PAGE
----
As for me, this is not a documentary about chronically ill patients, but rather an entertainment reality show in which the actors are paid for performing in certain ways that fit the narrative purpose of Netflix. Though one of its producers uses the term "compassionate lens" to describe his intention of filming, in the casting period, interviewers asked Jamison Hill (one of the patient suffering from ME) "Does it hurt to talk this much? Are you in pain?" Jamison nodded his head and the interviewer continued to ask questions unsympathetically.
In the Jamison part of the show, what left in my mind after watching was the sharp contrast between how healthy he was before and how incapable he is now. This thought or in other words, the lens of watching a "documentary" shocked me. Therefore, I started to look for clues carefully in the show. I noticed that the word "hypochondria" appeared so many times. How strange it is that different people in the same film just happened to use the same word? I realized we cannot see how the interview questions are worded, all we can see is the post-editing of the sentences being said by the identical vulnerable families. There is a snow scene to show the time passing. I originally thought if the snow was fake, at least they should go to the house in the winter to show it is a "documentary." But they did not. According to Jamison's own blog post, they only went during July, August, and September.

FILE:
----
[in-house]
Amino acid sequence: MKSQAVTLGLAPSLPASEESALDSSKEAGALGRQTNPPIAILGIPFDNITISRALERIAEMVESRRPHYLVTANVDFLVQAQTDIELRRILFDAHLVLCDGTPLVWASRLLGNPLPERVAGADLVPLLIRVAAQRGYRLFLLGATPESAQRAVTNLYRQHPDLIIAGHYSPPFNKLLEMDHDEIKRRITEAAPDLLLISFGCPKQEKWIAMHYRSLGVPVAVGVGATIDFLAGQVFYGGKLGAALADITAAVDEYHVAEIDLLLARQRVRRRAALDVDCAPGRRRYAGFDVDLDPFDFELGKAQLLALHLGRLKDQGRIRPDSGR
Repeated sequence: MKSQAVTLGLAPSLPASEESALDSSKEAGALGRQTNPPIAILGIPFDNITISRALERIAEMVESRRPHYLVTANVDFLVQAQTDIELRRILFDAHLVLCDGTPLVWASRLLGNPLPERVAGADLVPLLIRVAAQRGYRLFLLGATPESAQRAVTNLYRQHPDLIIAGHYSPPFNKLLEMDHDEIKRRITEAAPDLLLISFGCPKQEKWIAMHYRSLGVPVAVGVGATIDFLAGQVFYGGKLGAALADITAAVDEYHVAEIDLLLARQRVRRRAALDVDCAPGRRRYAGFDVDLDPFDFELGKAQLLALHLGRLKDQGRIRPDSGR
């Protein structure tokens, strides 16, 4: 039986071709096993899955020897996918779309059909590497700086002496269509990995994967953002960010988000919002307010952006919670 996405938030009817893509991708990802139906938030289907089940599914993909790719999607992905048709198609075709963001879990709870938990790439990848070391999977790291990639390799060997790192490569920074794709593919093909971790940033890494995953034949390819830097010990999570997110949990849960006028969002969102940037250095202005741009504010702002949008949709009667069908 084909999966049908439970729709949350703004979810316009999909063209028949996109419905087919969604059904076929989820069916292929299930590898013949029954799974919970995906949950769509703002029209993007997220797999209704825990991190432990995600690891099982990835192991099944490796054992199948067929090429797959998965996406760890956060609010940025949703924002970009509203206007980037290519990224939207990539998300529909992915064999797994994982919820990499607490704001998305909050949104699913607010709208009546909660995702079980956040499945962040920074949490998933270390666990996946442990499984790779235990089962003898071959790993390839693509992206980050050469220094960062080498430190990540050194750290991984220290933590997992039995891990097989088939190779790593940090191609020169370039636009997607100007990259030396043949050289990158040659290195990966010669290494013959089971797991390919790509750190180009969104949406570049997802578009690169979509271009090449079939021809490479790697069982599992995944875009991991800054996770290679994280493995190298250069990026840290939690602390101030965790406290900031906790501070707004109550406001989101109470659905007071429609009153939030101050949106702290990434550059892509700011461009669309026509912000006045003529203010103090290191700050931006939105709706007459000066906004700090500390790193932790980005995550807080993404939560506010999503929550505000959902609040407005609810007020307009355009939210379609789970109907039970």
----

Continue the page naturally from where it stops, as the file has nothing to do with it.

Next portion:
My curiority leads me to search for Jamison's Facebook. Surprisingly, I saw him just like a normal person who posts organization of friends, wonderful activities, and selfies. In the show, however, all of past pictures continued reminding me how incapable he is now but without spreading the basic knowlegde of ME and the regular medical operations the community needs. The documentary should at least be the thing the producer promised the patients would be, which is, a documentary film. Clearly, they failed. It reminded me of Virginia Woolf's essay "On being ill." We can't know the drama happened to the body, the sympathy we have is just another way of distortion. If a film wants to raise awareness of unusal illness, you can't say that a physical illness is psychomatic and expect the people with that illness to support your film. You just can't have it all.